Justin Hamilton has carved out an incredibly successful career as a stand-up comedian, writer and stage director while maintaining his unique voice within the Australian comedy scene. Over the course of the last 15 years, Justin has awards for his solo stand up comedy shows including the Directors’ Choice Award at the Melbourne Comedy Festival, The Arts Monthly’s Comedian of the Decade and won Best Comedy at the Adelaide Fringe Festival for the play Three Dances with John Tilt Animus.
A good documentary straddles the line between entertainment and education. The DocPlay catalogue is so rich you’ll be overwhelmed at first so we’ll try to point you in some interesting directions to get the ball rolling. In this enlightening age of Black Lives Matter, it is important to remember the plight of West Papua, right on Australia’s northern shoulder. Charlie Hill-Smith is a writer, cartoonist and comedian who’s passion for contact across cultures has led him to forge tight relationships with the Papuan and Javanese people, many he would now refer to as friends and family. He's witnessed up close the Indonesian army decimation of the black populace of West Papua. In this doco Charlie not only reveals the geo-politics of the area, but also the joyful and defiant musical celebration that exists in the face of genocide. This is an extraordinary story of a culture confronting tyranny with the power of art, music and self-expression.
There are often movies we are dying to see that for one reason or another, we miss at the cinema. By the time you have a chance to watch the film, you’ve heard too many people praising the work and they inadvertently ruin your experience. I Am Not Your Negro bucks that trend. James Baldwin was one of America’s leading intellectuals in the 20th century who died in 1987. This film by Raoul Peck uses a 30-page packet of Baldwin’s letters that were notes for a book project called Remember This House, a book he never came to write. This was to be Baldwin’s magnum opus where he would critique American society through the assassinations of his friends Medgar Evers, Malcolm X and Martin Luther King Jr. Baldwin’s writing is muscular and poignant as he argues who is responsible for the problem of racism in his country while still maintaining a level of optimism for the future. Peck’s movie is a masterpiece. We view history as a linear concept but it has always been cyclical. To break that cycle and find true progress, we need work like this to help us understand how we can learn from the past and hopefully transcend our future. This is relevant not only for what happens abroad, but can also be applied to our missteps in our country today.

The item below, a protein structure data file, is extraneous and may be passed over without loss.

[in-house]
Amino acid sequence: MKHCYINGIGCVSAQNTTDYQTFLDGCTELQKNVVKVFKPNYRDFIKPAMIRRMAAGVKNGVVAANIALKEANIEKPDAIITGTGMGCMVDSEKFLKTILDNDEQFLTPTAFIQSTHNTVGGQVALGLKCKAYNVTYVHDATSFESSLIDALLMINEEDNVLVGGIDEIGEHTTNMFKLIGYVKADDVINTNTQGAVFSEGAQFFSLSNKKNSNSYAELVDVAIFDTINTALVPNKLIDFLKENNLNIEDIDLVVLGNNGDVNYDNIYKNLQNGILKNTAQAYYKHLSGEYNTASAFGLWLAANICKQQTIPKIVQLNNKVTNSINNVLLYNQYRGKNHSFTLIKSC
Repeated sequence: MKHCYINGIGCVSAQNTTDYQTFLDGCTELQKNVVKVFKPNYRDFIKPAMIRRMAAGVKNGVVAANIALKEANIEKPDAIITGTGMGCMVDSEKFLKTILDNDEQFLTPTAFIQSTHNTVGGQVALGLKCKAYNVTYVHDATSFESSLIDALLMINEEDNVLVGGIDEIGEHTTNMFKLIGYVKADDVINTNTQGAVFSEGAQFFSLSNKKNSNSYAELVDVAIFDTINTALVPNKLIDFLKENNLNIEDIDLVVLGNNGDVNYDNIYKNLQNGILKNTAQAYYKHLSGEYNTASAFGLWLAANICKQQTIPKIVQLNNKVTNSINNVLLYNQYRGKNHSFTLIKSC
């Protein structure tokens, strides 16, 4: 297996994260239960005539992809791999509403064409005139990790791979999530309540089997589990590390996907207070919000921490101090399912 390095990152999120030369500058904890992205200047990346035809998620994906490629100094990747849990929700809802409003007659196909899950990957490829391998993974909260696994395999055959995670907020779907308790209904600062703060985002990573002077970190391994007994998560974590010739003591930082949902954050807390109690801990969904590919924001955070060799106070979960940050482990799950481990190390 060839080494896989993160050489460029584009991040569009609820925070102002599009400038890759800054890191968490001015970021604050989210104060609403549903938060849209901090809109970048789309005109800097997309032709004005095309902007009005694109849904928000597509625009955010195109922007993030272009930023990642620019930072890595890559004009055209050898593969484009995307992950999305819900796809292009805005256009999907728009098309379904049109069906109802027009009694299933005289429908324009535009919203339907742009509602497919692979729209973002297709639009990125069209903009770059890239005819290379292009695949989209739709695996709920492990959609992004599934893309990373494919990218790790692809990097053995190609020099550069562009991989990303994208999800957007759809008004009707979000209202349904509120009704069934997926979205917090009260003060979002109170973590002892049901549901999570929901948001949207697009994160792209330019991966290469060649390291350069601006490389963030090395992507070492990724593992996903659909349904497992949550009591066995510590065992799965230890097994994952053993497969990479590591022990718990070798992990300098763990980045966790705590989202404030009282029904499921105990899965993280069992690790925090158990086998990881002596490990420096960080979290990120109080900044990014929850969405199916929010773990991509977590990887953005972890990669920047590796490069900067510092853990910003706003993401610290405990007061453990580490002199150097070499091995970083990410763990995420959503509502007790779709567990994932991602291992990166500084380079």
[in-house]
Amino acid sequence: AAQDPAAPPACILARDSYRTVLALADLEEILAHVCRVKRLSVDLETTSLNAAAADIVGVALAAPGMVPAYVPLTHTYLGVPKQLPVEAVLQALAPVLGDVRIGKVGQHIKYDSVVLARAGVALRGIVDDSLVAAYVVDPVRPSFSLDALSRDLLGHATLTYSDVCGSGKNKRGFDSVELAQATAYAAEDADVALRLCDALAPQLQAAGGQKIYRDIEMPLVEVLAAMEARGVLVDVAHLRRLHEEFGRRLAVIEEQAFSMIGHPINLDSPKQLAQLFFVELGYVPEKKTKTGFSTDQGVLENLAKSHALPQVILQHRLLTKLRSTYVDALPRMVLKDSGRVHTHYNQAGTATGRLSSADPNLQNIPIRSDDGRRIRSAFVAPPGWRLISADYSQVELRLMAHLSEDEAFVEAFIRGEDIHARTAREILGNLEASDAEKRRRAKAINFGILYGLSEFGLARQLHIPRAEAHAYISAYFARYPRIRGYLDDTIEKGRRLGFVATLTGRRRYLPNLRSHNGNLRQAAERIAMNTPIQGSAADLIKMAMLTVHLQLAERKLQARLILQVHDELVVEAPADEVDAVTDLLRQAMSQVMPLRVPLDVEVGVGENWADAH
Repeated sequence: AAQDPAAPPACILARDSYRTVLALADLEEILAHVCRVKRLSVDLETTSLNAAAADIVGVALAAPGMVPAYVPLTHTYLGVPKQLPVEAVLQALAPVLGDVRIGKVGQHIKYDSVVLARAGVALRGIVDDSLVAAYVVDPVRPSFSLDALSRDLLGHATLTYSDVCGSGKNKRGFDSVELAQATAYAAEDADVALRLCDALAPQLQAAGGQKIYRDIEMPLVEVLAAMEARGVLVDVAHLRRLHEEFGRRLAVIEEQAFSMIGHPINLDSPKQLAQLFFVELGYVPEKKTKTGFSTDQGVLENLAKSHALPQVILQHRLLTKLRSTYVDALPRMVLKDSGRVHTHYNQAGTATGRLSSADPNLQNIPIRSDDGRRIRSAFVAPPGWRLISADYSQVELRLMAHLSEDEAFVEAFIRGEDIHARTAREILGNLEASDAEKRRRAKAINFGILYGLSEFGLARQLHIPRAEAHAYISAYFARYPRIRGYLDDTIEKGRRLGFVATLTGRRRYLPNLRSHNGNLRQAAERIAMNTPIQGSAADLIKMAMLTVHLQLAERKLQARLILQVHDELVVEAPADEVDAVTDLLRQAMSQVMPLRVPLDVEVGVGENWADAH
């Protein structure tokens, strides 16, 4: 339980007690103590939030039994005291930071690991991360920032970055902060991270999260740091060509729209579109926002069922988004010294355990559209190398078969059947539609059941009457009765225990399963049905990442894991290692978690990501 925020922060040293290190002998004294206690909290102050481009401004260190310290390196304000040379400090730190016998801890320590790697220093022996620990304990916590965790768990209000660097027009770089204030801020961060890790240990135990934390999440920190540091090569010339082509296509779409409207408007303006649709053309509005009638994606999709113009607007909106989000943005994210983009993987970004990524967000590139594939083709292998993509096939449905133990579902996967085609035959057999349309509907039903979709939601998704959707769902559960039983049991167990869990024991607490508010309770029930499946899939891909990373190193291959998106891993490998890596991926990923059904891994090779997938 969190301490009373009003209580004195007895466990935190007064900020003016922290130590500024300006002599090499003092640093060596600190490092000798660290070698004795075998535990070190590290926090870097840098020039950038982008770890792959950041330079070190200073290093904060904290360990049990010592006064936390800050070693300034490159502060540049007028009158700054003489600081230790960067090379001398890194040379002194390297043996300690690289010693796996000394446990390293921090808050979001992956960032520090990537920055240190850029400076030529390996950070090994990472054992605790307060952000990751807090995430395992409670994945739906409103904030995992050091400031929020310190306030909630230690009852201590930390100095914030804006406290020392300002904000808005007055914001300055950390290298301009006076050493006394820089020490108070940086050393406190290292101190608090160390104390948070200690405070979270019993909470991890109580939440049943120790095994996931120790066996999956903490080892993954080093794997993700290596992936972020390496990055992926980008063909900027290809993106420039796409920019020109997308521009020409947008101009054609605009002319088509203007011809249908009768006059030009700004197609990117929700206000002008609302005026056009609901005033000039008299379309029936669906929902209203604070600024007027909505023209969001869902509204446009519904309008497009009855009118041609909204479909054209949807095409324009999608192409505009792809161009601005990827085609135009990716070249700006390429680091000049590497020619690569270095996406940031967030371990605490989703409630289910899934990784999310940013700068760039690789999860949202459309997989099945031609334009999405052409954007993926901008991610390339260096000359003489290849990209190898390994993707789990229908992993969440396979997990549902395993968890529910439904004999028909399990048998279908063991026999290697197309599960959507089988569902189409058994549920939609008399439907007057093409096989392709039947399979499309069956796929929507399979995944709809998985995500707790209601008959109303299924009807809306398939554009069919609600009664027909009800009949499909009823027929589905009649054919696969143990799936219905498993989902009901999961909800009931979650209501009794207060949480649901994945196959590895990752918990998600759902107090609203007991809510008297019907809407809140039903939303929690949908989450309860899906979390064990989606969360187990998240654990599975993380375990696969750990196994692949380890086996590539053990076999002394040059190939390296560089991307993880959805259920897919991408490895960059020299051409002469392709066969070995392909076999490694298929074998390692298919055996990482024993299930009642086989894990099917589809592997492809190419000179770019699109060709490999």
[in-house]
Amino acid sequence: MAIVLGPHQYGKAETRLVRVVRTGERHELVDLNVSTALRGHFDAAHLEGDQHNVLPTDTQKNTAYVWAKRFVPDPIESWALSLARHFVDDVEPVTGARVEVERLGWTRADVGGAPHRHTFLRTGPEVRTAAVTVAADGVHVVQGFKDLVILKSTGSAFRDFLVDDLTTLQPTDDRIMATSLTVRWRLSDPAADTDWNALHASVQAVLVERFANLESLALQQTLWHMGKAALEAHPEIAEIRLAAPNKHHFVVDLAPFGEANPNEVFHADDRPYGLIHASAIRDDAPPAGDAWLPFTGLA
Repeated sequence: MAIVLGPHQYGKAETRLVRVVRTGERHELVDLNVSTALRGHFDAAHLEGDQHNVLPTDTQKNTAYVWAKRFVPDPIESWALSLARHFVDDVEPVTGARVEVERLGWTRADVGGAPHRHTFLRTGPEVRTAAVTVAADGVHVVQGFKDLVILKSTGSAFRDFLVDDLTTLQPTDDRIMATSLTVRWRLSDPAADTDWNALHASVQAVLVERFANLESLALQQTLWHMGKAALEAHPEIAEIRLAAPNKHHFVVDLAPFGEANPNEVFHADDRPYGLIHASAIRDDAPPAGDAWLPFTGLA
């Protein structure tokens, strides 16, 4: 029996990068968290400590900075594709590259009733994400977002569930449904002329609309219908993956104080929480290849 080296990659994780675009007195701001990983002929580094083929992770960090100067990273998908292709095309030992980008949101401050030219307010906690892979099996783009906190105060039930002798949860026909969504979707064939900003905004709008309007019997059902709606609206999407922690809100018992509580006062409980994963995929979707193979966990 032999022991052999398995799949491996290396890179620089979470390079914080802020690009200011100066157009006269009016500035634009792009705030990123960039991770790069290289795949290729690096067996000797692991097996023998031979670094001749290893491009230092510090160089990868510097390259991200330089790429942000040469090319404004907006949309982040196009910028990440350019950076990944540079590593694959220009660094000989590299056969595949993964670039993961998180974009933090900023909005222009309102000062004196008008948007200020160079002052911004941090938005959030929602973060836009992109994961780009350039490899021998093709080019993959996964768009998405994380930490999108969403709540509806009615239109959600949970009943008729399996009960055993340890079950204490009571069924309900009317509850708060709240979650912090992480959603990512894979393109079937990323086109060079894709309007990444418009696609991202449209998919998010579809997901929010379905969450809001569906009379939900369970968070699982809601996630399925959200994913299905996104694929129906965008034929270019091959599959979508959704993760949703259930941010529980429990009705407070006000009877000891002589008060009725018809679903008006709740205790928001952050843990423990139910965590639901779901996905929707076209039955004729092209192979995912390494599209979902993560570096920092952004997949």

I’ve long believed that we live in a Sci-fi world and if you don’t believe me, just sneak a glance at your smart phone that is never far from your reach. The journey to the moon combines the desire for progress with our ancient pioneer spirit. David Sington’s documentary tells the story of the race to place a man on the moon through the perspective of the 12 astronauts who have stood on that dusty surface. While the civil rights movement and Vietnam rage in the background, we’re reminded that there was an optimism that speaks to the human condition in our desire to explore beyond our world. We witness breathtaking vision of the moon. We’re reminded of the bravery and dedication it required to make this treacherous journey. One astronaut explains the perspective they gained from walking on the moon when he held up his thumb and the Earth disappeared from view. When another astronaut points out his father could barely believe he went to the moon but his son thinks it is no big deal, this documentary reminds us why this feat shouldn’t be taken for granted.
When I fall in love with any type of art or entertainment, I’ll do a deep dive into the history of that work to understand the story that helped in its creation. This documentary gives an insight into the brilliant work of the back-up singers who provide the spark and the energy for some of the greatest songs ever recorded. These powerhouse performers finally have the spotlight shine their way and they do not disappoint. While we do see some clips of male performers, this is more about the African-American women who learned their craft in the communal aesthetic of the church choir and applied their skill to songs that elevated them from good to great. While we do get a taste of some of music’s icons singing the praises of these women’s, Morgan Neville’s doco comes to life when we focus on the women. Their raw storytelling of the ups and downs of their careers only highlights how remarkable these artists truly are.
I’m not certain I loved this documentary but the story that it tells is still an interesting one for people of a certain age who remember when the name Atari was as ubiquitous as Apple is today. There was an urban myth amongst video gamers that the ET tie-in was so poorly received that it lead to Atari burying millions of unsold cartridges in the New Mexico desert. Within months of the game’s debut, Atari collapsed and thus the story was born that the demise of the company went hand in hand with the ill-fated game. Zac Penn covers the rise and fall of Atari alongside the excavation of the area where these millions of game cartridges are supposedly buried. It has a light-hearted approach but the hubris of the pioneers of the video game industry is laid out for us to bear witness. Sometimes you’re looking for a documentary that is a palette cleanser and this doesn’t outstay its welcome. Definitely a fascinating story for anyone who played Pitfall and thought it could never get better than this.